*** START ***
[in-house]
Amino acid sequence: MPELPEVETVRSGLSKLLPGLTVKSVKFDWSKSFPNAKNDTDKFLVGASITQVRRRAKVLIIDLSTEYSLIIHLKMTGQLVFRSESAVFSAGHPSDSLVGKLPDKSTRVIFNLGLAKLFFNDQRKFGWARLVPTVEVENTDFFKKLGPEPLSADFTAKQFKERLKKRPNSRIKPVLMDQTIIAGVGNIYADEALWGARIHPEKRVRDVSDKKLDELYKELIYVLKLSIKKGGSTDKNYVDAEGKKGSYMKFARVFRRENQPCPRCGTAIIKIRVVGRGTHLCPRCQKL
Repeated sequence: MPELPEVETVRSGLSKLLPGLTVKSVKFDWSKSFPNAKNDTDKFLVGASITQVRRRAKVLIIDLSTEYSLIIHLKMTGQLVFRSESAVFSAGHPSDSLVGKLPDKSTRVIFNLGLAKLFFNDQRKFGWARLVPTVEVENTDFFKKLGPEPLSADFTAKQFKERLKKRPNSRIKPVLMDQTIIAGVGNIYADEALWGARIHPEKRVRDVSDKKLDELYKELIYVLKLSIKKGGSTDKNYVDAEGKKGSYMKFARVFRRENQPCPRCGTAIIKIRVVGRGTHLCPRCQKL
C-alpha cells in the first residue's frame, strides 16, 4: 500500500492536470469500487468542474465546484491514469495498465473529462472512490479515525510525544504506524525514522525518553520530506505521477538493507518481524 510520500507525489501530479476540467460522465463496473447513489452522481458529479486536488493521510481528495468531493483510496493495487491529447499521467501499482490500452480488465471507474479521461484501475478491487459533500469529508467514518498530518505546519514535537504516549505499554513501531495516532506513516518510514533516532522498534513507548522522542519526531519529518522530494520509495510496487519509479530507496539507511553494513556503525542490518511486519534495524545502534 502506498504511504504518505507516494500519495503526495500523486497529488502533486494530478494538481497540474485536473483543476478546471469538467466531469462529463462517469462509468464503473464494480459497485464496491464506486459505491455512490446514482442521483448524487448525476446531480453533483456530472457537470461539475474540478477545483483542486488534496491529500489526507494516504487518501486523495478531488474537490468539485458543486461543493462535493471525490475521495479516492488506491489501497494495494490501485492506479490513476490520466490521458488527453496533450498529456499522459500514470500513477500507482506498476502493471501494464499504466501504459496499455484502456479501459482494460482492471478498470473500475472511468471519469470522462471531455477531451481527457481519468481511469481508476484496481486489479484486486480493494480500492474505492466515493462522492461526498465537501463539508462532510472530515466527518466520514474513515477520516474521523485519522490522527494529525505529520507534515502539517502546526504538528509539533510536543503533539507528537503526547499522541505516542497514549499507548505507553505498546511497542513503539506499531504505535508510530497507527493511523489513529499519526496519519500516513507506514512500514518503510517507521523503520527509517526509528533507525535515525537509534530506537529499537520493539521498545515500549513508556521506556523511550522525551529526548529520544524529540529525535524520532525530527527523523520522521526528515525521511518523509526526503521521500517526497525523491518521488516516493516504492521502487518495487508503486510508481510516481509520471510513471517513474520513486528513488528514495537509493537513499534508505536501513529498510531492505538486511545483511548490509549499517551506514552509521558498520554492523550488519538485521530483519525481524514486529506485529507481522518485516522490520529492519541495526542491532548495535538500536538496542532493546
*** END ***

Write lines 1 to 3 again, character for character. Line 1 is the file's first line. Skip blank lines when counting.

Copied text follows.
[in-house]
Amino acid sequence: MPELPEVETVRSGLSKLLPGLTVKSVKFDWSKSFPNAKNDTDKFLVGASITQVRRRAKVLIIDLSTEYSLIIHLKMTGQLVFRSESAVFSAGHPSDSLVGKLPDKSTRVIFNLGLAKLFFNDQRKFGWARLVPTVEVENTDFFKKLGPEPLSADFTAKQFKERLKKRPNSRIKPVLMDQTIIAGVGNIYADEALWGARIHPEKRVRDVSDKKLDELYKELIYVLKLSIKKGGSTDKNYVDAEGKKGSYMKFARVFRRENQPCPRCGTAIIKIRVVGRGTHLCPRCQKL
Repeated sequence: MPELPEVETVRSGLSKLLPGLTVKSVKFDWSKSFPNAKNDTDKFLVGASITQVRRRAKVLIIDLSTEYSLIIHLKMTGQLVFRSESAVFSAGHPSDSLVGKLPDKSTRVIFNLGLAKLFFNDQRKFGWARLVPTVEVENTDFFKKLGPEPLSADFTAKQFKERLKKRPNSRIKPVLMDQTIIAGVGNIYADEALWGARIHPEKRVRDVSDKKLDELYKELIYVLKLSIKKGGSTDKNYVDAEGKKGSYMKFARVFRRENQPCPRCGTAIIKIRVVGRGTHLCPRCQKL